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Dangerous farm chemicals still allowed for at least two years

Feb 14. 2019
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By PRATCH RUJIVANALROM
THE NATION

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PARAQUAT, glyphosate and chlorpyrifos are still allowed for use in Thailand for at least another two years, after the Hazardous Substance Committee yesterday reaffirmed its previous decision not to ban the three controversial agrochemicals.

Their decision came despite the insistence of the Public Health Ministry, Office of the Ombudsman, National Human Rights Commission and many other organisations that the Hazardous Substance Committee ban the three severely toxic substances before the end of this year.

Following its meeting yesterday at the Industry Ministry, the committee chose to defy resolutions from the other bodies and instead affirmed its previous decision favouring the Agriculture and Cooperatives Ministry’s proposal to limit use of the chemicals. A total ban on the herbicides and pesticide will again be considered during the next two years.

Industry Ministry Deputy Permanent Secretary Apichin Jotikashira, who chaired yesterday’s Hazardous Substance Committee meeting, said afterwards that the committee acknowledged the dangers to the environment and public health from the use of paraquat, glyphosate and chlorpyrifos, and agreed that Thailand should eventually ban all of them.

Yasothon’s Nikom Kwanhom shows the scar left by a flesh-eating disease that he had contracted from exposure to water contaminated with paraquat. 

However, Apichin said that the majority of Thai farmer were still heavily reliant on these chemicals to control weeds and pests and it was necessary for the committee to consider the possible impacts on these farmers if they decided to institute the ban, he said.

“The representative from the Agriculture Department told the meeting that right now we lack any equally efficient substitutes to these farm chemicals,” he said.

“So, the committee decided to continue to allow the use of these chemicals for two more years, while the Agriculture Department develops alternative as substitutes, so as to prevent negative impacts on many farmers.” 

However, he insisted that from now on the use of these particular chemicals would be limited by five new regulations from the Agriculture and Cooperatives Ministry. These will permit using the two herbicides and the pesticide only for rubber, maize, sugar cane, cassava and fruit trees.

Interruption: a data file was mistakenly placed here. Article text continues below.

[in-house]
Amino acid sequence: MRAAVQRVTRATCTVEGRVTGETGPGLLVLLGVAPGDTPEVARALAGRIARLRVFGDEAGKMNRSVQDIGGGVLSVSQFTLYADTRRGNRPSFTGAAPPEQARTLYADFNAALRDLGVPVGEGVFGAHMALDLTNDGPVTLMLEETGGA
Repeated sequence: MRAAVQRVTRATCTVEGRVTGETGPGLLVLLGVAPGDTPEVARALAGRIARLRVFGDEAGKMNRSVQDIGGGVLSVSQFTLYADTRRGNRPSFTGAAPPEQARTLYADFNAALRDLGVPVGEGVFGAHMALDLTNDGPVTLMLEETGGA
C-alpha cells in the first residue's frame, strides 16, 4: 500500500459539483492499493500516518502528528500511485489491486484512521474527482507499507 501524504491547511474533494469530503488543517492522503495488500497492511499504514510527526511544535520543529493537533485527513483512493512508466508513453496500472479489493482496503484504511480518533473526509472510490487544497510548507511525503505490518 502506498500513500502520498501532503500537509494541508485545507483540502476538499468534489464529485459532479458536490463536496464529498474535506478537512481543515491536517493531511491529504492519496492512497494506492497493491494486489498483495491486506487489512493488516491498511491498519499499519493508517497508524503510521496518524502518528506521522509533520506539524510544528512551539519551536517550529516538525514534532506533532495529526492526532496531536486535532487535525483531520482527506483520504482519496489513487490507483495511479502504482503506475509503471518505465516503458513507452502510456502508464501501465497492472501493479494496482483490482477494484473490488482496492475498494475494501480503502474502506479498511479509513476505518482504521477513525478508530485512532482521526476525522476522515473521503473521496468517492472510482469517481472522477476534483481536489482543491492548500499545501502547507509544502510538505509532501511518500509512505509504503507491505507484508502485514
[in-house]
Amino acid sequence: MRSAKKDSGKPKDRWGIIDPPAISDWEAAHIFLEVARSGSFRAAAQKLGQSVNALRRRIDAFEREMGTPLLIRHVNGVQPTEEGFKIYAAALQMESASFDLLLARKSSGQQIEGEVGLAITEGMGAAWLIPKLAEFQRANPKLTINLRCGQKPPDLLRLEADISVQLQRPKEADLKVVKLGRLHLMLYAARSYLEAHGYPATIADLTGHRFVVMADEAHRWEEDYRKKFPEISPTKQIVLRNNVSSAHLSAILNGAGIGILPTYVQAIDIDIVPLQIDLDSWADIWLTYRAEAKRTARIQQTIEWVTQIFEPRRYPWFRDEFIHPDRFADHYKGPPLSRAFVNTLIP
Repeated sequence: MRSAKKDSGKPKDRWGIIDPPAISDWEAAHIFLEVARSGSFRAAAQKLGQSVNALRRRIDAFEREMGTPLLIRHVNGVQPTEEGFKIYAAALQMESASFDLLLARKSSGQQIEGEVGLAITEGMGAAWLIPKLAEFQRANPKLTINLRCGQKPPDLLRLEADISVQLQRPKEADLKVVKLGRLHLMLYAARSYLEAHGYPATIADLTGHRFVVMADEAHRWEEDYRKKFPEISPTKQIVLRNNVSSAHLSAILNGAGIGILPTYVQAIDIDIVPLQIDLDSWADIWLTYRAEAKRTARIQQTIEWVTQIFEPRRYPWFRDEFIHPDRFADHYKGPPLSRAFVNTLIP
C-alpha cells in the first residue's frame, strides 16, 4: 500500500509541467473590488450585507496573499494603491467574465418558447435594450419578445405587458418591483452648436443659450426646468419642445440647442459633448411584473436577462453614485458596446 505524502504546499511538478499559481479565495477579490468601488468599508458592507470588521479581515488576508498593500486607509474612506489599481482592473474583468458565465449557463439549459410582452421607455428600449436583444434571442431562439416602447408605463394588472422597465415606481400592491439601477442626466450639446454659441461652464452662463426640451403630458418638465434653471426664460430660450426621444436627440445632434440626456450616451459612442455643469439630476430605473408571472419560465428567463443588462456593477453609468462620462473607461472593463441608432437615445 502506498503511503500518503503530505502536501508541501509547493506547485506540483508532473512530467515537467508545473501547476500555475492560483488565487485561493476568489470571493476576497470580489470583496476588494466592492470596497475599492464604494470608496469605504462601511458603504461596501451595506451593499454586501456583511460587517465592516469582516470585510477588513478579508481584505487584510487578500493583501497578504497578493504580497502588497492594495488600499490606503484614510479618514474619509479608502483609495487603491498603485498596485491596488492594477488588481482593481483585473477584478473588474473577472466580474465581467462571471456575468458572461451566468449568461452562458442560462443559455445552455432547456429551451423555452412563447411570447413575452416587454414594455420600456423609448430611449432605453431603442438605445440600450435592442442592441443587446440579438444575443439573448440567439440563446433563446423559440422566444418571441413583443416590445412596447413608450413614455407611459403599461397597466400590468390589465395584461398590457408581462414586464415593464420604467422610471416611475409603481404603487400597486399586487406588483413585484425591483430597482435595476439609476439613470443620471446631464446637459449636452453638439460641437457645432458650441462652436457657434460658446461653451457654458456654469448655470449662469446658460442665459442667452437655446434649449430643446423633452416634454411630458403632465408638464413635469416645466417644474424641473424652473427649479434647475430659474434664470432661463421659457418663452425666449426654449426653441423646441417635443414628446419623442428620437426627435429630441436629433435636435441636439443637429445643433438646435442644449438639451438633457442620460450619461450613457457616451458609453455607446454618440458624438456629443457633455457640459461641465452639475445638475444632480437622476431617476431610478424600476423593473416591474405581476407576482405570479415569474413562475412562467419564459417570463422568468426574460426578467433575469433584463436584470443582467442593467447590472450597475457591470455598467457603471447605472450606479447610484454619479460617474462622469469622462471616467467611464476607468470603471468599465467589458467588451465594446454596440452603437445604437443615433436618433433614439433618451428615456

“We do not mean to defy the resolutions of the Ombudsman and other agencies, and have a reasonable justification to explain to these agencies why we decided not to ban these substances within this year,” Apichin said.

“We also confirm our intention to eventually phase out the use of these chemicals, as the Hazardous Substance Committee is scheduled to consider the ban again in the next two years.”

Prior to the committee meeting to decide the future of the three effective but extremely harmful farm chemicals, those who support and oppose their use submitted petitions at the Industry Ministry.

Opposition was led by Thailand Pesticide Alert Network, the Foundation for Consumers and a group of people who had been harmed by paraquat. They urged that the Hazardous Substance Committee grant their demands for a total ban on paraquat and the other two chemicals by the end of this year. They also demanded that committee members with a potential conflict of interest excuse themselves from the decision and that the meeting and its vote be transparent and publicly traceable.

Nikom Kwanhom, a Yasothon patient with necrotising fasciitis (“flesh-eating disease”) said his disabled left leg was clear evidence of the danger posed by paraquat and other farm chemicals to people’s health and the environment, and he wanted the committee to ban them.

“I have personally suffered the hazardous impacts of these agrochemicals,” Nikom said. “Even though the doctors could save my leg, it is permanently unusable, just because I accidentally trampled into a pond contaminated with a high concentration of paraquat from a nearby sugar cane plantation.”

Exposure to paraquat had worsened a previous leg wound and triggered an infection by flesh-eating bacteria that left him disabled, he said, adding that he had suffered tremendous consequences to his well-being and his family’s livelihood – as he is no longer able to work in the fields, his family’s income had been greatly reduced.

“I do not want any other people to face a similar fate to mine, so please ban these harmful chemical now,” he urged.

BOX

LONG ROAD TO PARAQUAT BAN

- April 5, 2017: Public Health Ministry calls for ban on paraquat (dipyridylium) and chlorpyrifos by 2019.

- November 19, 2017: Hazardous Substance Committee approves the renewal of paraquat importing licences.

- January 30, 2018: Prime Minister Prayut Chan-o-cha orders Public Health, Agriculture and Cooperatives, and Commerce ministries to resolve on the proposed ban of hazardous agrochemicals. 

- May 23, 2018: Hazardous Substance Committee decides not to ban paraquat, glyphosate and chlorpyrifos and instead orders usage restrictions.

- November 23, 2018: Ombudsman Office affirms its resolution to ban all three hazardous herbicides and pesticides within a year.

- January 15: Hazardous Substance Committee agrees to reconsider its decision to not ban the three agrochemicals.

- February 14: Hazardous Substance Committee reaffirmed its previous decision to not ban paraquat, glyphosate, and chlorpyrifos, with 16 votes for this decision, five against it and five abstentions. 

Sources: BioThai Foundation and The Nation

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